In a decision issued on 12 September 2019 the Charities Registration Board declined to grant this Trust charitable status. It made that decision essentially on the grounds that the Trust’s primary purpose was not charitable and that any charitable purpose that was discernible was merely incidental to the non-charitable purpose.
The Board found that the Trust was directed at developing young high performance football players selected on the basis of talent and skill, rather than public participation in sport. The Board held that players selected on the basis of talent or skill do not constitute a sufficient section of the public for the Trust’s activities to have the necessary public benefit component. The decision upheld an original notification to the Trust that promoting the development of elite players and sporting success did not meet charitable registration requirements.
It is long standing common law, now reflected in NZ statute law, that the promotion of sport per se is not charitable but that sport may be undertaken as an adjunct to some other charitable purpose such as the promotion of health or education. While the promotion of healthy activity through sport might be charitable the promotion of sporting success has never been. Training and competition may be a means to promote public participation in healthy activity but the Board held that the opportunity to train and compete has to be open to all and not be limited only to those exhibiting skill.
This point is significant because it reiterates a pattern of decision-making by the Board that the benefit of providing training and competition opportunities for high performance or elite athletes is not sufficiently “public” to be charitable. This assertion is not limited to paid or professional athletes but, according to the Board, to any athlete that has been selected as having some talent or skill, for example through team trials. The crux of the Board’s view is that:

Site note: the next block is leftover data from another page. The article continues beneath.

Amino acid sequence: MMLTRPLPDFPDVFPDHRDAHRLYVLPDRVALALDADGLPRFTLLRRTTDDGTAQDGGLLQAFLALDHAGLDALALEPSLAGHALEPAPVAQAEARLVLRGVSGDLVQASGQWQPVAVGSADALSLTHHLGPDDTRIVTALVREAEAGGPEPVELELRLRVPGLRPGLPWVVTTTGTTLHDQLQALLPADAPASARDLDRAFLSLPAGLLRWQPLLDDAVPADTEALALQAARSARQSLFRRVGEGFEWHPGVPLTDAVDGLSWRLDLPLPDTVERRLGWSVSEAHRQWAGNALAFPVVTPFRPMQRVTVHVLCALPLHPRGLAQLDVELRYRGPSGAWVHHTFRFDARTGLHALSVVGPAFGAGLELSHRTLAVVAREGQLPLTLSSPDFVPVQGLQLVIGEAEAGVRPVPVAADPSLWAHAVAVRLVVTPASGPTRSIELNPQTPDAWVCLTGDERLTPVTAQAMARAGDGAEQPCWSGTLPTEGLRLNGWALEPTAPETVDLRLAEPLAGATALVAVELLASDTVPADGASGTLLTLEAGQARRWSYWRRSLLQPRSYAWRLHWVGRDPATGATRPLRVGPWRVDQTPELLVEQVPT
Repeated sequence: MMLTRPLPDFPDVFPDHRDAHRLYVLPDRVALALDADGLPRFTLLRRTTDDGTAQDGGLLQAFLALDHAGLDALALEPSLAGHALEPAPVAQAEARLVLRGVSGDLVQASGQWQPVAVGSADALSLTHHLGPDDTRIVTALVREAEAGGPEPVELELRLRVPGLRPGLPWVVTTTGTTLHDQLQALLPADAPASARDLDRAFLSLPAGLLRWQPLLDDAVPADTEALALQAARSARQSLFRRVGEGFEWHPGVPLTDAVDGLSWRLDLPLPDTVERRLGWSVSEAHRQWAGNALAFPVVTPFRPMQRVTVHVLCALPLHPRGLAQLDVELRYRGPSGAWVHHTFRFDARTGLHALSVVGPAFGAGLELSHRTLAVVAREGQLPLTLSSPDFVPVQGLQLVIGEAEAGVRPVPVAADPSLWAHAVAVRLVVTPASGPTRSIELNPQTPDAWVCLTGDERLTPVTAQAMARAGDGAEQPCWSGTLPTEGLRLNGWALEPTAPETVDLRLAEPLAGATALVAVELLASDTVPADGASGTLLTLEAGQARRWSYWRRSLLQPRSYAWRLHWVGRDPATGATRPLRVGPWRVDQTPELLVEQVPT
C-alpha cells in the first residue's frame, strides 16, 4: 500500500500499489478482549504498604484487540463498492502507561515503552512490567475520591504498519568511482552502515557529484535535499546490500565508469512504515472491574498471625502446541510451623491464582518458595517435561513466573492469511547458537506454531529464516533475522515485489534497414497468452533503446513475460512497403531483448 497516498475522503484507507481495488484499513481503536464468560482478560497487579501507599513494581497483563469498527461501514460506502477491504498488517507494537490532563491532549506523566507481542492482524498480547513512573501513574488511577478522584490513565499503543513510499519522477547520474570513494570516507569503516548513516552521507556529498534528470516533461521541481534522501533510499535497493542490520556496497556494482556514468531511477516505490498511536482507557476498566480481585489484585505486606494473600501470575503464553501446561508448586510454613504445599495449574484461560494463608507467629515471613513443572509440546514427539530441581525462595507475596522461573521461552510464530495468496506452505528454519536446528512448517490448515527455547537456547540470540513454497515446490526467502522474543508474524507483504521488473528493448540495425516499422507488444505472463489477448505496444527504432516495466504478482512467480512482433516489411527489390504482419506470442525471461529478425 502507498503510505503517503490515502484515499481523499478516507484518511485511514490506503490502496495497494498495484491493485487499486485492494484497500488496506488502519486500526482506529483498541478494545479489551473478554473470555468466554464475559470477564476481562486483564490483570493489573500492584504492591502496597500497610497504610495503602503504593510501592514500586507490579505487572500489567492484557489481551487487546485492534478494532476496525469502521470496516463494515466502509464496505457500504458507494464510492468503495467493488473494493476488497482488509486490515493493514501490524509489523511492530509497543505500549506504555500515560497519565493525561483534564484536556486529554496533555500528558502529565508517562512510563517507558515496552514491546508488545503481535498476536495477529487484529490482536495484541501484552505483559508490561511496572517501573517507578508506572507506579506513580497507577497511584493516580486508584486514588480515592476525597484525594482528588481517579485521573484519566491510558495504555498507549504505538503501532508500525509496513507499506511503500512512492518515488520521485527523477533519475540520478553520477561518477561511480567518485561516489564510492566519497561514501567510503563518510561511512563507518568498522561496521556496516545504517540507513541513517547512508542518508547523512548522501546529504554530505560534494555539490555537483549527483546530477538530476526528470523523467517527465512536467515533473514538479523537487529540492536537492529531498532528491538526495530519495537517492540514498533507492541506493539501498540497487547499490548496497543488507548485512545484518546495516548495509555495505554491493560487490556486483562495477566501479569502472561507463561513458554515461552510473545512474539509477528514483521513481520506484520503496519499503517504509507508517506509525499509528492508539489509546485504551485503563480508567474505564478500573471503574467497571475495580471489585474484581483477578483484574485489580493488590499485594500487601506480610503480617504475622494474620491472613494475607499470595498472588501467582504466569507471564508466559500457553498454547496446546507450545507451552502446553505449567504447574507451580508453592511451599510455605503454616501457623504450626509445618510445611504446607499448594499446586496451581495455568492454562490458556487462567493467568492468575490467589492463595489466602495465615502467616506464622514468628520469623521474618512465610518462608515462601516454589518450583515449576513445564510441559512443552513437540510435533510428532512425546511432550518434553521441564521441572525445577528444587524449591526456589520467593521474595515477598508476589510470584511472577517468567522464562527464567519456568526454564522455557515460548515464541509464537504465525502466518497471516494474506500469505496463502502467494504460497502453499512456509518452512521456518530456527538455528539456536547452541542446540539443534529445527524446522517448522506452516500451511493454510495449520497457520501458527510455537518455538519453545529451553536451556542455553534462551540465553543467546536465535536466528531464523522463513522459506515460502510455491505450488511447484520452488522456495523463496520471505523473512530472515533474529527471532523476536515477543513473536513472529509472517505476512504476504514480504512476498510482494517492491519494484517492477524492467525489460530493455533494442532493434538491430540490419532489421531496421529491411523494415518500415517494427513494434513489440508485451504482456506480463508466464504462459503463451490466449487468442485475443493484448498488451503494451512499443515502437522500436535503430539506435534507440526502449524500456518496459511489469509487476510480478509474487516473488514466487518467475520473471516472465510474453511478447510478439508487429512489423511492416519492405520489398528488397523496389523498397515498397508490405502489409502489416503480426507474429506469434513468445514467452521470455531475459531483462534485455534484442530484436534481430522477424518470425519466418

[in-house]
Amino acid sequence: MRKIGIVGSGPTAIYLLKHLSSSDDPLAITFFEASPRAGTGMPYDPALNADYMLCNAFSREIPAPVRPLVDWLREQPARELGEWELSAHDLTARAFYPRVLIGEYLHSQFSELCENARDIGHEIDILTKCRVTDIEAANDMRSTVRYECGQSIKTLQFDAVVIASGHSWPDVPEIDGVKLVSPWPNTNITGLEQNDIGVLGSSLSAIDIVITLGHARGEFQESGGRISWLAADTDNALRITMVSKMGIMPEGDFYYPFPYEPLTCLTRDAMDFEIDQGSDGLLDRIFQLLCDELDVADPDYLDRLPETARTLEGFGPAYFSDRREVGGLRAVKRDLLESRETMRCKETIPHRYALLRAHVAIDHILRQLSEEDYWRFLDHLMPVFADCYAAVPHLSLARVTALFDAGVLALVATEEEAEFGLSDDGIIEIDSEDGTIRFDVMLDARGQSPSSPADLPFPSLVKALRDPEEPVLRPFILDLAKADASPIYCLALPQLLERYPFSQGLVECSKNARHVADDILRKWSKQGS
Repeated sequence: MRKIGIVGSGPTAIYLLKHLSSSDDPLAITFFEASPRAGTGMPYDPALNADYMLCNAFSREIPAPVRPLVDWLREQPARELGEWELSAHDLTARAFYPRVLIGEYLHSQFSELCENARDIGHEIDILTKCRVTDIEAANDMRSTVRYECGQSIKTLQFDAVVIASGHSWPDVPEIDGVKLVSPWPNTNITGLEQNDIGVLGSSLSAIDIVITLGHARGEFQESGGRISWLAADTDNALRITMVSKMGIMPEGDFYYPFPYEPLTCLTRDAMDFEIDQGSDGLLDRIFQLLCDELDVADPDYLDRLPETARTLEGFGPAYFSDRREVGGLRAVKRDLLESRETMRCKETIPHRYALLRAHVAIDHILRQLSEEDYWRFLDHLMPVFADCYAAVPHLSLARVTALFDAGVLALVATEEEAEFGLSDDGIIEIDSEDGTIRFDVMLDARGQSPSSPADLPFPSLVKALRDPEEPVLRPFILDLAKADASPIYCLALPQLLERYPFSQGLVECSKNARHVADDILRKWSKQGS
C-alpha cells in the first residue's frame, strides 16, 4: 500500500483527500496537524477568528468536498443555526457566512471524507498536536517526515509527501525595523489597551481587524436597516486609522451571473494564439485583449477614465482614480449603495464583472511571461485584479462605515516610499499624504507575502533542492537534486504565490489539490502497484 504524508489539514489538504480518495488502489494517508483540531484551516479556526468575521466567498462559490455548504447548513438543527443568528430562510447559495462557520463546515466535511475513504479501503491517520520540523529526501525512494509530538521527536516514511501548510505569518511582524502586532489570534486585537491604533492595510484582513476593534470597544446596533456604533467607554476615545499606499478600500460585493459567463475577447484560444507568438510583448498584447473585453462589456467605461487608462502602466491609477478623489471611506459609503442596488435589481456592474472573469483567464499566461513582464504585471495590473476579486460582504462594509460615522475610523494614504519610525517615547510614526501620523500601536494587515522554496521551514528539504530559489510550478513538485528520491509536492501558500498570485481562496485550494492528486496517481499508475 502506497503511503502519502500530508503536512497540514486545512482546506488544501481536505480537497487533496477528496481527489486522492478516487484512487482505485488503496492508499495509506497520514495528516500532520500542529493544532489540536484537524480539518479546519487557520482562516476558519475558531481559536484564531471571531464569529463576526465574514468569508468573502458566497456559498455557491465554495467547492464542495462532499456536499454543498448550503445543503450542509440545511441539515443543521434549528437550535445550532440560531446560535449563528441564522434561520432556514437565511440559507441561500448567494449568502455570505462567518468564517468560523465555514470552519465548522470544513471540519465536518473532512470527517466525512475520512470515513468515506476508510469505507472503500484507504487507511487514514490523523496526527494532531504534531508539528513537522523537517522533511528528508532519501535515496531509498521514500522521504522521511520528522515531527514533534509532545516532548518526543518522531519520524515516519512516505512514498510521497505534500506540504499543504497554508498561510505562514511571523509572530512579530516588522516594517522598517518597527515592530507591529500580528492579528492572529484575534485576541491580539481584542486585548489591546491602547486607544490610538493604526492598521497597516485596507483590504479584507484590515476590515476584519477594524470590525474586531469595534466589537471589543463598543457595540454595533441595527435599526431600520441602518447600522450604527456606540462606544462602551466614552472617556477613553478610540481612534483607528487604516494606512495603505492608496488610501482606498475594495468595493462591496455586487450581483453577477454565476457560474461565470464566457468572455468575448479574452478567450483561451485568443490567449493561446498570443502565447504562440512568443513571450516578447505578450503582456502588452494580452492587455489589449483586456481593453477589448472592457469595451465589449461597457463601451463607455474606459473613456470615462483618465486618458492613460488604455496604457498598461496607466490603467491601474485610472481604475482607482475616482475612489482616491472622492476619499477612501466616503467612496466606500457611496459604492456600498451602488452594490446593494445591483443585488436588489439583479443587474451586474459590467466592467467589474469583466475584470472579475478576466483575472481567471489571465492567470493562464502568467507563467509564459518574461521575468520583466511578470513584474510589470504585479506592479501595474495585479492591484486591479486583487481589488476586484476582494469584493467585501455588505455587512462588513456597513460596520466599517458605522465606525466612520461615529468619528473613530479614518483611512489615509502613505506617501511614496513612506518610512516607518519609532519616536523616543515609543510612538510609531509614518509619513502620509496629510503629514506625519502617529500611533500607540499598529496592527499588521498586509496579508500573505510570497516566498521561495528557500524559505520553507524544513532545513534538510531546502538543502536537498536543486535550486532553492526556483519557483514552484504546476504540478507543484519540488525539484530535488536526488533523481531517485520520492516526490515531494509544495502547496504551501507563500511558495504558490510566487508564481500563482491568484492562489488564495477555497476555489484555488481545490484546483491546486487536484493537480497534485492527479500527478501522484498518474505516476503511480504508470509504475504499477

Where training and development is not also available to those who have not been identified as talented, there is insufficient public benefit in a charitable sense.
From this view the Board argued that many of the Trust’s objective were not capable of being charitable because they were directed to a “closed group” of athletes. The purposes that could be charitable, ie those that related to the promotion of health and education were directed primarily at developing players selected on the basis of talent and success in competition. Throughout its decision the Board juxtaposed the idea of promoting elite sport (not charitable at all) with public participation in sport (capable of being charitable if in pursuit of health or education purposes). It held that, despite the Trust seeking people from a wide catchment for its trials and planning alternative activities for those not selected, that did not detract from the primary purpose of developing the elite players who were identified as a result of competition.